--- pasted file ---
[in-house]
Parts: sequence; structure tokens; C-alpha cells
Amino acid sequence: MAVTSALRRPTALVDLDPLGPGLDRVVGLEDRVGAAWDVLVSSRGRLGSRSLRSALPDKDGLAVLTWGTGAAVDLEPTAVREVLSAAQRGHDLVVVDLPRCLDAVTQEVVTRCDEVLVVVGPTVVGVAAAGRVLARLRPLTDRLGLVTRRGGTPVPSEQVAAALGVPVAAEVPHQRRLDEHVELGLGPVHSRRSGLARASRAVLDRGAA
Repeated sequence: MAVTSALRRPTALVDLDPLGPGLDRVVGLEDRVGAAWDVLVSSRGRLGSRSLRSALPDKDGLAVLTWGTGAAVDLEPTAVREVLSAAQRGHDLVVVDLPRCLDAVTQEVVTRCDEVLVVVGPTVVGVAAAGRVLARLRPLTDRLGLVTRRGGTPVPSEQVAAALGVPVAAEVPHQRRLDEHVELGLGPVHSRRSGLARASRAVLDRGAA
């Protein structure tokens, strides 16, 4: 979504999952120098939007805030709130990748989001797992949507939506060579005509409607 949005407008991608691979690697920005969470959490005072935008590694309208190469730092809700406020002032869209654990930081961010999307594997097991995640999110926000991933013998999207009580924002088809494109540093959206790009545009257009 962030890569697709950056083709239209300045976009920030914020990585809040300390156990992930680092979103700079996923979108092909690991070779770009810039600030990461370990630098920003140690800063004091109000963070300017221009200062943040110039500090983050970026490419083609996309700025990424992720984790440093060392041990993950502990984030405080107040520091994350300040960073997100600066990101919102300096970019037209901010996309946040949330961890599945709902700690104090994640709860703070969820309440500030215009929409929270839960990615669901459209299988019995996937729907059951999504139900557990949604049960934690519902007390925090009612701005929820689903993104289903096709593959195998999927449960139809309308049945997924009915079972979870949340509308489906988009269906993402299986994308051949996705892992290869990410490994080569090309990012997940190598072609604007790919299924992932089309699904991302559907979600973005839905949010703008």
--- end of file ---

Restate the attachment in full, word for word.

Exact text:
[in-house]
Parts: sequence; structure tokens; C-alpha cells
Amino acid sequence: MAVTSALRRPTALVDLDPLGPGLDRVVGLEDRVGAAWDVLVSSRGRLGSRSLRSALPDKDGLAVLTWGTGAAVDLEPTAVREVLSAAQRGHDLVVVDLPRCLDAVTQEVVTRCDEVLVVVGPTVVGVAAAGRVLARLRPLTDRLGLVTRRGGTPVPSEQVAAALGVPVAAEVPHQRRLDEHVELGLGPVHSRRSGLARASRAVLDRGAA
Repeated sequence: MAVTSALRRPTALVDLDPLGPGLDRVVGLEDRVGAAWDVLVSSRGRLGSRSLRSALPDKDGLAVLTWGTGAAVDLEPTAVREVLSAAQRGHDLVVVDLPRCLDAVTQEVVTRCDEVLVVVGPTVVGVAAAGRVLARLRPLTDRLGLVTRRGGTPVPSEQVAAALGVPVAAEVPHQRRLDEHVELGLGPVHSRRSGLARASRAVLDRGAA
């Protein structure tokens, strides 16, 4: 979504999952120098939007805030709130990748989001797992949507939506060579005509409607 949005407008991608691979690697920005969470959490005072935008590694309208190469730092809700406020002032869209654990930081961010999307594997097991995640999110926000991933013998999207009580924002088809494109540093959206790009545009257009 962030890569697709950056083709239209300045976009920030914020990585809040300390156990992930680092979103700079996923979108092909690991070779770009810039600030990461370990630098920003140690800063004091109000963070300017221009200062943040110039500090983050970026490419083609996309700025990424992720984790440093060392041990993950502990984030405080107040520091994350300040960073997100600066990101919102300096970019037209901010996309946040949330961890599945709902700690104090994640709860703070969820309440500030215009929409929270839960990615669901459209299988019995996937729907059951999504139900557990949604049960934690519902007390925090009612701005929820689903993104289903096709593959195998999927449960139809309308049945997924009915079972979870949340509308489906988009269906993402299986994308051949996705892992290869990410490994080569090309990012997940190598072609604007790919299924992932089309699904991302559907979600973005839905949010703008």